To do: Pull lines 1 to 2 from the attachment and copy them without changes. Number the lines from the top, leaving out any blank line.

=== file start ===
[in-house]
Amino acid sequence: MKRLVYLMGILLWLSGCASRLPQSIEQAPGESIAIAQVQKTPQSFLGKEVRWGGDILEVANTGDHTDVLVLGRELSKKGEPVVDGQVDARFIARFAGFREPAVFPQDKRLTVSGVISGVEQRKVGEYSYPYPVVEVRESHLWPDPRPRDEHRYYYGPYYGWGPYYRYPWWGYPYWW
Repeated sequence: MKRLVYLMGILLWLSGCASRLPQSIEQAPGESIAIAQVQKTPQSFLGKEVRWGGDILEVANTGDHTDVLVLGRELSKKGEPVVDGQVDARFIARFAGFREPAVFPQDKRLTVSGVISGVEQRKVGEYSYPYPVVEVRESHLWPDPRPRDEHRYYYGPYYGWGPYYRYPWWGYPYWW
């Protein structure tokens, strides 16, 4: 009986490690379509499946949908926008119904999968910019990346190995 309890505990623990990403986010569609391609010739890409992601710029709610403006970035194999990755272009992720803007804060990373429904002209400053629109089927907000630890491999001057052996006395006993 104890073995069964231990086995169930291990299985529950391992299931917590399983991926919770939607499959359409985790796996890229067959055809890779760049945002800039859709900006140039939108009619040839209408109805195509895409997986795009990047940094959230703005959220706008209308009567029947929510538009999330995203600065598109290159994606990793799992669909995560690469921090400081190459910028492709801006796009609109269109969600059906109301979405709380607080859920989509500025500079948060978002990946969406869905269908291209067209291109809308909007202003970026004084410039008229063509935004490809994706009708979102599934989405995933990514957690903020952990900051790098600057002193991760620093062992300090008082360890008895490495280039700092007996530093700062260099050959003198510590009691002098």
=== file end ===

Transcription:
[in-house]
Amino acid sequence: MKRLVYLMGILLWLSGCASRLPQSIEQAPGESIAIAQVQKTPQSFLGKEVRWGGDILEVANTGDHTDVLVLGRELSKKGEPVVDGQVDARFIARFAGFREPAVFPQDKRLTVSGVISGVEQRKVGEYSYPYPVVEVRESHLWPDPRPRDEHRYYYGPYYGWGPYYRYPWWGYPYWW